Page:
Relationship of Ditylenchus dipsaci and Harvest Practices to the Persistence of Alfalfa

G. D. Griffin


Persistence of dormant Ranger and nondormant Moapa alfalfas, both susceptible to Ditylenchus dipsaci, varied with stand age and cutting frequency. Stand reduction increased with cutting frequency. In D. dipsaci-infested soil, stand reductions in Ranger 1, 4, and 5 years old exceeded reductions in stands 2 and 3 years old; persistence was greatest in 2-year-old stands. In Moapa alfalfa, D. dipsaci reduced stands the most in years 2 and 3; whereas persistence was greatest in 1-year-old stands. Harvesting Ranger alfalfa one, two, three, and four times during the growing season reduced 2-year-old stands by 10, 14, 19, and 29% in D. dipsaci-infested soil and by 2, 4, 4, and 7% in uninfested soil, respectively. Comparable reductions in Moapa alfalfa were 13, 16, 18, and 38% in infested soil and 0, 2, 4, and 6% in uninfested soil. Cutting frequency had less effect on persistence of resistant semidormant Lahontan grown in D. dipsaci-infested soil relative to susceptible cultivars. Increasing the number of cuttings per year decreased storage of total nonstructural carbohydrate and adversely affected persistence of alfalfa stands and yields; the greatest negative effects occurred on both resistant and susceptible alfalfa in D. dipsaci-infested soil. Key words: alfalfa, alfalfa stem nematode, Ditylenchus dipsaci, harvest management, Medicago sativa, pathogenicity, persistence, nonstructural carbohydrate, yield.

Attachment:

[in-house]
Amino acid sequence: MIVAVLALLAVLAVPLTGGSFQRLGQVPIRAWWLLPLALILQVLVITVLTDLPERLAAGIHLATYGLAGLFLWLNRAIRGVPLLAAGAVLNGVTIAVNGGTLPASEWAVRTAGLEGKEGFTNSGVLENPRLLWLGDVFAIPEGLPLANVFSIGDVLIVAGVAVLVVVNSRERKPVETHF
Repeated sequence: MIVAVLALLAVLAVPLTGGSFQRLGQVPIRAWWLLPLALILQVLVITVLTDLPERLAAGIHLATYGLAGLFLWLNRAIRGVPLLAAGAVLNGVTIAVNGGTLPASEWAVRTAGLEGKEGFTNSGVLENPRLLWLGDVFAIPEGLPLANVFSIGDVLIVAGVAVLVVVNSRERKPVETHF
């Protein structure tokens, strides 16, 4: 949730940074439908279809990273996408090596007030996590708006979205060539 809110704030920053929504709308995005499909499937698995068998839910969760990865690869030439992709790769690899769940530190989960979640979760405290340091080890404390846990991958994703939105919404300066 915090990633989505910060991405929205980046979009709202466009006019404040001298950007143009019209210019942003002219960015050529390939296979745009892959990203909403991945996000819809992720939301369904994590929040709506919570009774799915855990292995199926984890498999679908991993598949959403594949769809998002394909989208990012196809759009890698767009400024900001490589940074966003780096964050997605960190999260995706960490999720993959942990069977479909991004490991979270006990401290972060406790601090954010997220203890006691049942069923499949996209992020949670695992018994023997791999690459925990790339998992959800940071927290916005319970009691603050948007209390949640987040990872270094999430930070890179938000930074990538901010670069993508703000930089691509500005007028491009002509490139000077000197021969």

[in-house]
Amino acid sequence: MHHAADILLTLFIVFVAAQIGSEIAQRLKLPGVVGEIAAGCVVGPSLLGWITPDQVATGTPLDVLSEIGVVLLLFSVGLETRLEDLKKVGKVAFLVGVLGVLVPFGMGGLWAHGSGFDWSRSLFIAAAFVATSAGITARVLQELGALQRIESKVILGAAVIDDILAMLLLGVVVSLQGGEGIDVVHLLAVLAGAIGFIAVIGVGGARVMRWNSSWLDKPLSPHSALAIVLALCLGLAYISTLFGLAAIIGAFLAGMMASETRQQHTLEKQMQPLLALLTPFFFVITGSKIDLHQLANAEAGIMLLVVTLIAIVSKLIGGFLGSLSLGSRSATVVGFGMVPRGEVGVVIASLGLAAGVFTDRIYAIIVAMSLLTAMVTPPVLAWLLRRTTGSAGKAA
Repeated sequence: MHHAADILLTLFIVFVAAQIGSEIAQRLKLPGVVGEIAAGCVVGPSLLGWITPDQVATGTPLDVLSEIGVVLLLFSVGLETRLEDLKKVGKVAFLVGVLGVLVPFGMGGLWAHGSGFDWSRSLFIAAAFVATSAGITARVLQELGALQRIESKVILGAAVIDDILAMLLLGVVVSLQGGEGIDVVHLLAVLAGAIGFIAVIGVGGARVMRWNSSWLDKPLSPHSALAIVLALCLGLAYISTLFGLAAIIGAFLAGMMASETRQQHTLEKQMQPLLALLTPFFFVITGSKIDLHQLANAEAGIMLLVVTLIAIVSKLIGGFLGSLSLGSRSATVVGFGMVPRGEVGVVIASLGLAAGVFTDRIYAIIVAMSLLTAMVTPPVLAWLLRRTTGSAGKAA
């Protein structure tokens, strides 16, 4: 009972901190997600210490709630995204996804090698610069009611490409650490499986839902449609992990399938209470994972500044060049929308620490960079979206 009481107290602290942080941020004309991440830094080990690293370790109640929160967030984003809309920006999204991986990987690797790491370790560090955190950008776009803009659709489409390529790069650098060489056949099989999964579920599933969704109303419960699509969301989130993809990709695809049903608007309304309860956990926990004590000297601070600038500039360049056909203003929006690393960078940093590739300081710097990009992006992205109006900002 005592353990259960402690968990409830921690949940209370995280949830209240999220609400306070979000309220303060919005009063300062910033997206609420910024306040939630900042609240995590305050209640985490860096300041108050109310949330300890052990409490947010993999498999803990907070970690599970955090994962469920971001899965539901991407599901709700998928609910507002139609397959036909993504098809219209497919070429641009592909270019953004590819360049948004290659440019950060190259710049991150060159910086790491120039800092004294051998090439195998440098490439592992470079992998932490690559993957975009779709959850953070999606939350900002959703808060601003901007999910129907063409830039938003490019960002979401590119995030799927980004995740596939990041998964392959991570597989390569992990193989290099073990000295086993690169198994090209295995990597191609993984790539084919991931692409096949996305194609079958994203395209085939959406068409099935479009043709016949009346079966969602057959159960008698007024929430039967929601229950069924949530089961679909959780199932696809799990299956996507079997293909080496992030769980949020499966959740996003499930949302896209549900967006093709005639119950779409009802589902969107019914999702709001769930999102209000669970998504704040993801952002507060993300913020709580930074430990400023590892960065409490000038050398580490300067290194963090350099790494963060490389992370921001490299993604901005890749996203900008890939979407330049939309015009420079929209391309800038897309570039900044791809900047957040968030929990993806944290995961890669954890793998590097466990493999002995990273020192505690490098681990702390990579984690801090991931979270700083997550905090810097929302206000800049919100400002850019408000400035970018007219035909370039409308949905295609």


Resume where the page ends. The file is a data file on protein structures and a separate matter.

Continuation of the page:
Full Text: